Although we’re staying in the closest town to the entrance of Sequoia, it’s still quite a windy trek to get up there. Thankfully the Visitor Center is close to the entrance so we spent some time in there, exploring the displays and chatting with the Rangers about road closures and incoming weather.
It’s incredible to think that we’ve spent a lot of the last month at elevations of 7,000ft and seen some snow but not too much, here, at those elevations, they still have at least 6ft of snow in some areas and plenty more coming in. As with everywhere else this year, they were commenting that this has been a particularly bad winter. They had checked last year’s temperatures and they were up to 90° this week, not so this year! A storm was fast approaching for Tuesday evening, so we decided to come back in the following day to ensure we saw the important sights, before snow potentially closed the roads.
The drive from the Visitor Center is insanely windy and zig-zags up the mountain, taking you from 3,000 to 7,000ft in about 20, slow, miles! It really wasn’t practical to drive any faster than the posted 25mph speeds; the road was SO bendy and narrow. We made a couple of stops on the way up to our destination of the General Sherman tree, to look at Tunnel Rock (crazy huge rock just hanging between two areas) and Hospital Rock (so named because one of the first explorers was wounded and then cared for here).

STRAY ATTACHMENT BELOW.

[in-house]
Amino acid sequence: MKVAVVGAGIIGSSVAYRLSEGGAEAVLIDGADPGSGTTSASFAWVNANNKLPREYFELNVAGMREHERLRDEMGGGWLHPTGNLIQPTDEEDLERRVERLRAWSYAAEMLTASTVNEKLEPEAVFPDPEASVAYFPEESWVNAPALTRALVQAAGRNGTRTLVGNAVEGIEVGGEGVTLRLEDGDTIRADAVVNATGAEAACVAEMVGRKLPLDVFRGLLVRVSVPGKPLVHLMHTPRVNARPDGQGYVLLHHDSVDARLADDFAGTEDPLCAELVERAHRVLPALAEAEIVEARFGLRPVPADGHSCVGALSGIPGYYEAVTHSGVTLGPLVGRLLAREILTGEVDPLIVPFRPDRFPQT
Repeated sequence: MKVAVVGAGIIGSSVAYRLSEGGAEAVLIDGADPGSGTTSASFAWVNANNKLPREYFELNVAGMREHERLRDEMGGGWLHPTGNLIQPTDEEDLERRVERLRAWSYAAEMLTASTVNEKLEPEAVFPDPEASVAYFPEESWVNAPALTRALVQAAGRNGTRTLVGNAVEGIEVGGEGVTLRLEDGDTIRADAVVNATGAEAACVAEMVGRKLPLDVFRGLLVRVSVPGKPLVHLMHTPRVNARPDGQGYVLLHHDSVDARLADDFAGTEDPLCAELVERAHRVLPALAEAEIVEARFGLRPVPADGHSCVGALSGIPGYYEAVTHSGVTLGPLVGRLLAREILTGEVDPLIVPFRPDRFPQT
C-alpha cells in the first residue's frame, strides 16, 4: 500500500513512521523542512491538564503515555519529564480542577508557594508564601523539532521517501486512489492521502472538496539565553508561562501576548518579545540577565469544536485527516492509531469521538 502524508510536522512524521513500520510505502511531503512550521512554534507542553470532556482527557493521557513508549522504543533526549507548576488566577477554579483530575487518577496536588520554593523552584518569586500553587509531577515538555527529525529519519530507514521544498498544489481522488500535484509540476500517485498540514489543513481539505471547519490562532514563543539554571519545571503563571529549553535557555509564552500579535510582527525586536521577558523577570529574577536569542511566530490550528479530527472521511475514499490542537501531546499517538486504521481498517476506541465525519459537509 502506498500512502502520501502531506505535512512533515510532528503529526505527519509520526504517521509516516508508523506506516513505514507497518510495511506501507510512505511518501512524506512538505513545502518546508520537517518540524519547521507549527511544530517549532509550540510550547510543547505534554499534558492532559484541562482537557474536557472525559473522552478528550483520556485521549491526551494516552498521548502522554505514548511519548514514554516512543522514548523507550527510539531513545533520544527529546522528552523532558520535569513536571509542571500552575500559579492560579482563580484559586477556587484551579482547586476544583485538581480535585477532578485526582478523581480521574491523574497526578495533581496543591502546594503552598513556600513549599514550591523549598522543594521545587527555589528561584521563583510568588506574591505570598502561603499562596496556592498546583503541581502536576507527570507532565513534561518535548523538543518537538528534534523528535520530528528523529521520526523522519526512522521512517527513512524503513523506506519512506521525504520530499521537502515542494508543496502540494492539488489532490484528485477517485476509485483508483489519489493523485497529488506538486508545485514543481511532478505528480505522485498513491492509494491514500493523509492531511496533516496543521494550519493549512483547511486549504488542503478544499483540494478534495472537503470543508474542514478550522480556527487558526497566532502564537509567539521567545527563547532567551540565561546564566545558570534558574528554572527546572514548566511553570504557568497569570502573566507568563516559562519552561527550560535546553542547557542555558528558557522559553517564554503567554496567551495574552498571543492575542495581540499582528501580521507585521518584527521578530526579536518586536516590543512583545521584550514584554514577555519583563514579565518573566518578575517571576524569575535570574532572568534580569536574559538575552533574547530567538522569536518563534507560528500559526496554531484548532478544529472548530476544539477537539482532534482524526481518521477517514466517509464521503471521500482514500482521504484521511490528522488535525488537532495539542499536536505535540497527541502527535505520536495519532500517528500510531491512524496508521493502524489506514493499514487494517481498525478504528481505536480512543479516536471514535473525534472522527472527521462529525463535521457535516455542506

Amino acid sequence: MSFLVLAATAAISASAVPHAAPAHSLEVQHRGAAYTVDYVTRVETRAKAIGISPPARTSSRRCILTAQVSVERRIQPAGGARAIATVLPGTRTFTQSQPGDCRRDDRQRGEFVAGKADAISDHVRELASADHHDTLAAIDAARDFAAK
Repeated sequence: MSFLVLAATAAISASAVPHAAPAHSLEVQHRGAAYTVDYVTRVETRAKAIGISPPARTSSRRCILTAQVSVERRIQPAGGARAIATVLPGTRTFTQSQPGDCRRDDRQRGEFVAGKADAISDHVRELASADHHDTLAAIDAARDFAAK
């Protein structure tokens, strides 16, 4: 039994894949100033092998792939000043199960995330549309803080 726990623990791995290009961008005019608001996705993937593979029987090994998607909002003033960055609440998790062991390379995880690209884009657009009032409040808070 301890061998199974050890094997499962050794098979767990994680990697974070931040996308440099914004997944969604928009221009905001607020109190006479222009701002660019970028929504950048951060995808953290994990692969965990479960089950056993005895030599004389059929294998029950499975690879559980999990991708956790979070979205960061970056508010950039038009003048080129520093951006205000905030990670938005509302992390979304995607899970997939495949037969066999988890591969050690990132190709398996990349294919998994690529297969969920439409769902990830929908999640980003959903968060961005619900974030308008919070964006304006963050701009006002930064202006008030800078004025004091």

Driving through the sequoia trees on the way up was quite an experience, they are enormous! These trees are some of the biggest on earth, by sheer volume. The General Sherman is the biggest in the world, some are taller, some are wider but by wood amount, this takes top honors. It is estimated to be 2,200 years old. Bizarrely, it is actually dead on top (still 275 feet tall though!) but still happily continues to grow outwards each year (sadly, Dave and I can sympathize – growing out, rather than up….!). Every year it grows enough new wood to make a 60 foot tall tree of usual proportions. Its circumference is nearly 103 feet, even if all six of us joined hands and stretched around it, we wouldn’t come close to meeting up – amazing.
To walk out to it, you have to go ‘through’ a fallen sequoia. A section has been tunneled through sideways; I didn’t even have to duck to go through it. There was so much snow still on the pathway and by taking the path to the far overlook – definitely one that not many people had taken – we really were walking on a good couple of feet of packed snow. At the overlook sign, we could barely see the sign as it was on the same level as our feet, the snow was so high!